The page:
As a previous post, The Real Thing, argued, "One reason why President Obama may be reluctant to give General McChrystal more troops is that it would force the differences with Pakistan into the open. Islamabad has been trying, for some time, to run America’s war for its own benefit. An article by David Ignatius implies that the ISI wants to manage the Taliban, not destroy it. From the Pakistani point of view the danger in giving McChrystal surge forces is that the US military might get ideas." Indeed, the line which separates certain elements of the Pakistani government, which is an American 'ally,' from terrorist groups is a thin one indeed. Earlier, Roggio described how Pakistan opposed US strikes against the Quetta Shura, from which attacks on Afghanistan were planned.
General Ashfaq Kiyani, Pakistan’s Chief of Army Staff, has weighed in on the debate over the potential for the US air campaign against the Taliban and al Qaeda to expand into Baluchistan province, according to the Daily Times. During a meeting of the Tripartite Commission, Kiyani reportedly warned the US against conducting strikes in the province.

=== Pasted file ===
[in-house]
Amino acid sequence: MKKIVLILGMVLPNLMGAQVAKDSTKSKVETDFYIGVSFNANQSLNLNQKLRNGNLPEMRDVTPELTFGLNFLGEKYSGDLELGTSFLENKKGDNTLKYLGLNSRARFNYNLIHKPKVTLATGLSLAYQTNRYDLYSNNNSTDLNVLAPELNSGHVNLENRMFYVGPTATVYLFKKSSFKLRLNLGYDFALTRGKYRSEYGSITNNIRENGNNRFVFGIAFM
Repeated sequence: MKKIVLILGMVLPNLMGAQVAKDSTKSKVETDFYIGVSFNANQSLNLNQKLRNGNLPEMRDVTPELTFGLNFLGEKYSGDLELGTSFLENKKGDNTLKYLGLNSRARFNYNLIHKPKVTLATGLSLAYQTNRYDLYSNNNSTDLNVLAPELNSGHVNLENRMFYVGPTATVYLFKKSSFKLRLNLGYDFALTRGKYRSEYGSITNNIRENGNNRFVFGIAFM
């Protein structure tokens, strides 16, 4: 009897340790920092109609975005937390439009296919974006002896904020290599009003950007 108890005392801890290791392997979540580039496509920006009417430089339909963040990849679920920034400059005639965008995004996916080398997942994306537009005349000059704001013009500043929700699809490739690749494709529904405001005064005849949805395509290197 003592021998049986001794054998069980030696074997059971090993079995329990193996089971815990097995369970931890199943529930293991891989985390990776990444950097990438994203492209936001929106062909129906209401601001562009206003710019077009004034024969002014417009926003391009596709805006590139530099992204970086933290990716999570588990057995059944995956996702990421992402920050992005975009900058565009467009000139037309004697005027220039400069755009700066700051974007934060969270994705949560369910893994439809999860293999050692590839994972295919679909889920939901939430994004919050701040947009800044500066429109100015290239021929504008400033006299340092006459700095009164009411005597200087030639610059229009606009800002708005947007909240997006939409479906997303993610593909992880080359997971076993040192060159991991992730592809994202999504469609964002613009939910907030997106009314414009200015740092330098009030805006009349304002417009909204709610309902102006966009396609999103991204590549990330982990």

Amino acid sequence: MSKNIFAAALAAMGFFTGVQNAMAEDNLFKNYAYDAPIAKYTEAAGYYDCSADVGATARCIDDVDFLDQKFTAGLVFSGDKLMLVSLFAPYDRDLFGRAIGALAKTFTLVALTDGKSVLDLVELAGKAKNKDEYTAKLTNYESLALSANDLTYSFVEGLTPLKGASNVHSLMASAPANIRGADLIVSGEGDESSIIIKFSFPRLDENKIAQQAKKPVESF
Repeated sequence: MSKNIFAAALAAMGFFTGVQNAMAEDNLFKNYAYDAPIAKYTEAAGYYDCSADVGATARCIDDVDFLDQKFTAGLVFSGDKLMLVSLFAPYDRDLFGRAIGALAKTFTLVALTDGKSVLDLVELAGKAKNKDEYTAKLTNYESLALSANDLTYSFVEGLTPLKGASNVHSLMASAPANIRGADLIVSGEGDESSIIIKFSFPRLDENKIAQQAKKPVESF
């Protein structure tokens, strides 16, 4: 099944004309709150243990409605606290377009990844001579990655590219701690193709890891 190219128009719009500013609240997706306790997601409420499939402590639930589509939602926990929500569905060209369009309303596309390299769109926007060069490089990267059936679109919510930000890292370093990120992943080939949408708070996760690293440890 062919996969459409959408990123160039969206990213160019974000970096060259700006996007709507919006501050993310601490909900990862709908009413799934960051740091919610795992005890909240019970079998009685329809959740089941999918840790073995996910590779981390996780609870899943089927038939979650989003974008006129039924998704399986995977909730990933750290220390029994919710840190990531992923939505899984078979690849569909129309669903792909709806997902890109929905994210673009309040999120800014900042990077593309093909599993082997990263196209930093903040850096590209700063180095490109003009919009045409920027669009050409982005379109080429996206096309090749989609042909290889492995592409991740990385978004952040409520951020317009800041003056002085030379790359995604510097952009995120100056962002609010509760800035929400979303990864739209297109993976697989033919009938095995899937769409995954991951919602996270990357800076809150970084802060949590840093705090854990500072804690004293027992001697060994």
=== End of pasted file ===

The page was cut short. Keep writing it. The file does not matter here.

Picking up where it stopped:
Last week, US military and intelligence officials told me that an expansion of the US air campaign into Baluchistan would likely lead to an internal revolt in the Pakistani military. General Kiyani knows the impact a wide-reaching US air campaign would have on his military.
Kiyani’s statements come as Anne Patterson, the US Ambassador to Pakistan, said that the Quetta Shura, the Afghan Taliban command led by Mullah Omar, has risen to the top of the US target list. But Pakistan has refused to operate against the Quetta Shura as it is hedging its bets that the Taliban will return to power in Afghanistan. Patterson’s charges are explosive; previously most of the criticism on the Taliban operations in Quetta have come from the US military. She even questions if Pakistan is in control of its own territory.